C&O Canal Quarters, Md. and Va.
The C&O Canal was in operation for more than 100 years, moving people and freight between Washington, D.C. and the coal country of Cumberland, Md. Lockkeepers, the unsung heroes of the era, lived alongside the canals, answering the call day and night to help barges navigate the lock system. In 1971, the entire 184-mile C&O Canal Towpath was designated a National Historic Park, making it a popular spot for biking and hiking. In a unique twist, seven of the original lockhouses have also been restored and are available for overnight stays, under the supervision of the C&O Trust.
Located at intervals from Mile Marker 5.4 to MM 108.7, the stone residences date to the early 19th century and come in varying degrees of comfort. Three of them have full electricity, plumbing, heat and A/C, while others are bare bones: just the structure and a few basic furnishings, but no electricity or running water. All houses come with an outdoor fire pit for cooking, and period-inspired décor and information that tell the story of different eras of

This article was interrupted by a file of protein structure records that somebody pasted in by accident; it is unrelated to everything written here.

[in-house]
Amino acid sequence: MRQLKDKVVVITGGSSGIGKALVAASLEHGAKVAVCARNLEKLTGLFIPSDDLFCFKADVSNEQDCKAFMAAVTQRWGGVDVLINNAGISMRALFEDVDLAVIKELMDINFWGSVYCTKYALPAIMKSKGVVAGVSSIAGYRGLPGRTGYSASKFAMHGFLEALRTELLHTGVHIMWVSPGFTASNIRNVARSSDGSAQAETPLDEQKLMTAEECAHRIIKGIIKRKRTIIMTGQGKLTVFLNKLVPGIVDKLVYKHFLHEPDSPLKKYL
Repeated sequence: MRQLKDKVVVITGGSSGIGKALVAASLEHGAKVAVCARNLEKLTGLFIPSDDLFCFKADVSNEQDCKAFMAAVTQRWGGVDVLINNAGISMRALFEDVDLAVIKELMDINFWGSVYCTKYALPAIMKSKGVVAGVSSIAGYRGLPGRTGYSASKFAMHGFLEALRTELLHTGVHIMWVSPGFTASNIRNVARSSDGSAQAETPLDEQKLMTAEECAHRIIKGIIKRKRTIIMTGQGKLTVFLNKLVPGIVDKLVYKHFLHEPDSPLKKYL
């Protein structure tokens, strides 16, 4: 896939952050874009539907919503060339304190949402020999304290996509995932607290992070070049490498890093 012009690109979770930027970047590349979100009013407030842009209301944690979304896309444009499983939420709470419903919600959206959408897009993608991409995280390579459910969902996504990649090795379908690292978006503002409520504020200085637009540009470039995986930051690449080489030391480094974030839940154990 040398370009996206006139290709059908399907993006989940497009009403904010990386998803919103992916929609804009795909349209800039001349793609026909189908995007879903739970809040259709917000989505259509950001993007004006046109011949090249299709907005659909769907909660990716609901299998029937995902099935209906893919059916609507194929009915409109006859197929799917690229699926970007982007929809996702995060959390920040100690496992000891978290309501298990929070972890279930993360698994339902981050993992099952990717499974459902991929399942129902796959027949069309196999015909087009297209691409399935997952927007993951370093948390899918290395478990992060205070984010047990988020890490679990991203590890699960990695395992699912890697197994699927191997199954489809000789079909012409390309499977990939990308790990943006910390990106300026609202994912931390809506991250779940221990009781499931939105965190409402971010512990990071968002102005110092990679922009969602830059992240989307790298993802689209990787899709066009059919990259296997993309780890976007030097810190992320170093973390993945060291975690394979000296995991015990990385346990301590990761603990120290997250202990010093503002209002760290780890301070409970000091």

I stayed in Lockhouse 10, one of the cushy ones. It’s located near Cabin John, just off the Clara Barton Parkway, but it feels much more remote; you can’t hear any traffic (or get much cell service) in its spot along the towpath. Furnishings are simple, with steel-frame beds in the two bedrooms (one queen and three twins; bring your own linens), and wooden rockers and a dining table for four in the living room. Add in a full kitchen and extras like a clawfoot tub in the sole bathroom, two rocking chairs on the porch, and a picnic table by the fire pit, and it makes a perfect escape for history lovers who want to stroll the canal. The lockhouses sell out months in advance, but the experience is well worth the wait.
Canaltrust.org. Houses from $110 to $160/night, 3-night maximum stay per house.